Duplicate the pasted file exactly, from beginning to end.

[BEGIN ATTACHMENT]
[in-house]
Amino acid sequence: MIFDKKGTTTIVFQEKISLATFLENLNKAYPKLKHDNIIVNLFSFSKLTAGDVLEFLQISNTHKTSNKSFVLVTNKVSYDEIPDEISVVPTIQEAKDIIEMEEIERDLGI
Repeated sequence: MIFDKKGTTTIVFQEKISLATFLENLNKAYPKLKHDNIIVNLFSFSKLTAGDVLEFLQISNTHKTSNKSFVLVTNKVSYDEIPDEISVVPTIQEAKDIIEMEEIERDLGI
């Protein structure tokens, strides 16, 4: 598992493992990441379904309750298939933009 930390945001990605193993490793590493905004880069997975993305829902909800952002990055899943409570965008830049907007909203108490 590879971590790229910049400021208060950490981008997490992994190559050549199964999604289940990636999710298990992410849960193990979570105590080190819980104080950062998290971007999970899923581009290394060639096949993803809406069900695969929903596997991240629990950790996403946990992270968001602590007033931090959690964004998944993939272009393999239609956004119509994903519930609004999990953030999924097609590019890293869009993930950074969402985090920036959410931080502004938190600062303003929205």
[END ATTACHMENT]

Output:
[in-house]
Amino acid sequence: MIFDKKGTTTIVFQEKISLATFLENLNKAYPKLKHDNIIVNLFSFSKLTAGDVLEFLQISNTHKTSNKSFVLVTNKVSYDEIPDEISVVPTIQEAKDIIEMEEIERDLGI
Repeated sequence: MIFDKKGTTTIVFQEKISLATFLENLNKAYPKLKHDNIIVNLFSFSKLTAGDVLEFLQISNTHKTSNKSFVLVTNKVSYDEIPDEISVVPTIQEAKDIIEMEEIERDLGI
């Protein structure tokens, strides 16, 4: 598992493992990441379904309750298939933009 930390945001990605193993490793590493905004880069997975993305829902909800952002990055899943409570965008830049907007909203108490 590879971590790229910049400021208060950490981008997490992994190559050549199964999604289940990636999710298990992410849960193990979570105590080190819980104080950062998290971007999970899923581009290394060639096949993803809406069900695969929903596997991240629990950790996403946990992270968001602590007033931090959690964004998944993939272009393999239609956004119509994903519930609004999990953030999924097609590019890293869009993930950074969402985090920036959410931080502004938190600062303003929205």